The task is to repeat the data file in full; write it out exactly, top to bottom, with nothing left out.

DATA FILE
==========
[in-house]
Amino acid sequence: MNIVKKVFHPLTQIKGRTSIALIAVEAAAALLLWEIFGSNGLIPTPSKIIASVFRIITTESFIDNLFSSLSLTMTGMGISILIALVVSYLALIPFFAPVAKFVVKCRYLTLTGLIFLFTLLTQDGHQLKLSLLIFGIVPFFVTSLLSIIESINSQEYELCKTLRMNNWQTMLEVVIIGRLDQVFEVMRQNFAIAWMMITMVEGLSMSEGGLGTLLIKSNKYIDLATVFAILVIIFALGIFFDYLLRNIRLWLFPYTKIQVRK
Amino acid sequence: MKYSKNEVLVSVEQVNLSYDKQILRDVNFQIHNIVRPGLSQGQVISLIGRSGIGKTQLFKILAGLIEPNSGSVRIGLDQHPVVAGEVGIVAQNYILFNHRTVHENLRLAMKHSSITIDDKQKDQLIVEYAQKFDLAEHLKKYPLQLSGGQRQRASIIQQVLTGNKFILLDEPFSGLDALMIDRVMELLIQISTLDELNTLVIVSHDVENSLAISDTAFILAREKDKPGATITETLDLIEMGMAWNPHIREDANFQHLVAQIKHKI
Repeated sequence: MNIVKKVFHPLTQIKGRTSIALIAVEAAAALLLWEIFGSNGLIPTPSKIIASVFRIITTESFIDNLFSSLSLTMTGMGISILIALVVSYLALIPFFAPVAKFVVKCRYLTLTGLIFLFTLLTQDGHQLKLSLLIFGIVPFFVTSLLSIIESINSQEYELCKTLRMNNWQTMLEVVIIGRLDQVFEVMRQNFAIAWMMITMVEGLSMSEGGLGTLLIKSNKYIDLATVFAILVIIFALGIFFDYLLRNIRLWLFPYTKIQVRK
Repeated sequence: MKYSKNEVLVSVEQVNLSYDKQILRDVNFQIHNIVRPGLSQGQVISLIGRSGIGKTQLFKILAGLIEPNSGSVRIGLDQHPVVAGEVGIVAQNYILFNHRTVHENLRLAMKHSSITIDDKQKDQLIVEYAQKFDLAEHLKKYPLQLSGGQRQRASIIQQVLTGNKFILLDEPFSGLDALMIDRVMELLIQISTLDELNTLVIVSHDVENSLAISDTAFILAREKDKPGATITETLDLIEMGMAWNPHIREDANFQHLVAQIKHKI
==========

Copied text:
[in-house]
Amino acid sequence: MNIVKKVFHPLTQIKGRTSIALIAVEAAAALLLWEIFGSNGLIPTPSKIIASVFRIITTESFIDNLFSSLSLTMTGMGISILIALVVSYLALIPFFAPVAKFVVKCRYLTLTGLIFLFTLLTQDGHQLKLSLLIFGIVPFFVTSLLSIIESINSQEYELCKTLRMNNWQTMLEVVIIGRLDQVFEVMRQNFAIAWMMITMVEGLSMSEGGLGTLLIKSNKYIDLATVFAILVIIFALGIFFDYLLRNIRLWLFPYTKIQVRK
Amino acid sequence: MKYSKNEVLVSVEQVNLSYDKQILRDVNFQIHNIVRPGLSQGQVISLIGRSGIGKTQLFKILAGLIEPNSGSVRIGLDQHPVVAGEVGIVAQNYILFNHRTVHENLRLAMKHSSITIDDKQKDQLIVEYAQKFDLAEHLKKYPLQLSGGQRQRASIIQQVLTGNKFILLDEPFSGLDALMIDRVMELLIQISTLDELNTLVIVSHDVENSLAISDTAFILAREKDKPGATITETLDLIEMGMAWNPHIREDANFQHLVAQIKHKI
Repeated sequence: MNIVKKVFHPLTQIKGRTSIALIAVEAAAALLLWEIFGSNGLIPTPSKIIASVFRIITTESFIDNLFSSLSLTMTGMGISILIALVVSYLALIPFFAPVAKFVVKCRYLTLTGLIFLFTLLTQDGHQLKLSLLIFGIVPFFVTSLLSIIESINSQEYELCKTLRMNNWQTMLEVVIIGRLDQVFEVMRQNFAIAWMMITMVEGLSMSEGGLGTLLIKSNKYIDLATVFAILVIIFALGIFFDYLLRNIRLWLFPYTKIQVRK
Repeated sequence: MKYSKNEVLVSVEQVNLSYDKQILRDVNFQIHNIVRPGLSQGQVISLIGRSGIGKTQLFKILAGLIEPNSGSVRIGLDQHPVVAGEVGIVAQNYILFNHRTVHENLRLAMKHSSITIDDKQKDQLIVEYAQKFDLAEHLKKYPLQLSGGQRQRASIIQQVLTGNKFILLDEPFSGLDALMIDRVMELLIQISTLDELNTLVIVSHDVENSLAISDTAFILAREKDKPGATITETLDLIEMGMAWNPHIREDANFQHLVAQIKHKI